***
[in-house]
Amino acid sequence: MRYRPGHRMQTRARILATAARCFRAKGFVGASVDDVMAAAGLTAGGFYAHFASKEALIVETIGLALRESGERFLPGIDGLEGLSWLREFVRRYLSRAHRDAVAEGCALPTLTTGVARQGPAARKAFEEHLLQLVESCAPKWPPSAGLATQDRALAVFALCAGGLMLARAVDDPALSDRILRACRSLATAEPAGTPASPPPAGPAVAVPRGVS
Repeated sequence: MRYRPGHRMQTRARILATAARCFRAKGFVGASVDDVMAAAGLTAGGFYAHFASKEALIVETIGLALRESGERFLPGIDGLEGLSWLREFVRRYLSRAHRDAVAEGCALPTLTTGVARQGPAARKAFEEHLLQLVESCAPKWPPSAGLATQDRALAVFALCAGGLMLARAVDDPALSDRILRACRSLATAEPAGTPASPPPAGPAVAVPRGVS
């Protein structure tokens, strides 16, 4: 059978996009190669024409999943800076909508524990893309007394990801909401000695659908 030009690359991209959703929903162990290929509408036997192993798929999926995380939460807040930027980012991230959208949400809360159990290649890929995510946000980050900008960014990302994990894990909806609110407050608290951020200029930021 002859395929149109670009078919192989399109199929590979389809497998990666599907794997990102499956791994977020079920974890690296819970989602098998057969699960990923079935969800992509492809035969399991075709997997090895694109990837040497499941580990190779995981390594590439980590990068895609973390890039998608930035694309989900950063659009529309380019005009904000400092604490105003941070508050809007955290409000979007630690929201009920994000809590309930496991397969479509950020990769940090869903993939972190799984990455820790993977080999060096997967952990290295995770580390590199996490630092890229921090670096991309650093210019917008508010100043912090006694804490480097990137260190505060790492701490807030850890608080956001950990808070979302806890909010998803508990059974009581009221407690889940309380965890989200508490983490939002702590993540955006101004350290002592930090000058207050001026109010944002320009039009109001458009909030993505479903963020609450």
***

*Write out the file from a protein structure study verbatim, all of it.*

[in-house]
Amino acid sequence: MRYRPGHRMQTRARILATAARCFRAKGFVGASVDDVMAAAGLTAGGFYAHFASKEALIVETIGLALRESGERFLPGIDGLEGLSWLREFVRRYLSRAHRDAVAEGCALPTLTTGVARQGPAARKAFEEHLLQLVESCAPKWPPSAGLATQDRALAVFALCAGGLMLARAVDDPALSDRILRACRSLATAEPAGTPASPPPAGPAVAVPRGVS
Repeated sequence: MRYRPGHRMQTRARILATAARCFRAKGFVGASVDDVMAAAGLTAGGFYAHFASKEALIVETIGLALRESGERFLPGIDGLEGLSWLREFVRRYLSRAHRDAVAEGCALPTLTTGVARQGPAARKAFEEHLLQLVESCAPKWPPSAGLATQDRALAVFALCAGGLMLARAVDDPALSDRILRACRSLATAEPAGTPASPPPAGPAVAVPRGVS
């Protein structure tokens, strides 16, 4: 059978996009190669024409999943800076909508524990893309007394990801909401000695659908 030009690359991209959703929903162990290929509408036997192993798929999926995380939460807040930027980012991230959208949400809360159990290649890929995510946000980050900008960014990302994990894990909806609110407050608290951020200029930021 002859395929149109670009078919192989399109199929590979389809497998990666599907794997990102499956791994977020079920974890690296819970989602098998057969699960990923079935969800992509492809035969399991075709997997090895694109990837040497499941580990190779995981390594590439980590990068895609973390890039998608930035694309989900950063659009529309380019005009904000400092604490105003941070508050809007955290409000979007630690929201009920994000809590309930496991397969479509950020990769940090869903993939972190799984990455820790993977080999060096997967952990290295995770580390590199996490630092890229921090670096991309650093210019917008508010100043912090006694804490480097990137260190505060790492701490807030850890608080956001950990808070979302806890909010998803508990059974009581009221407690889940309380965890989200508490983490939002702590993540955006101004350290002592930090000058207050001026109010944002320009039009109001458009909030993505479903963020609450």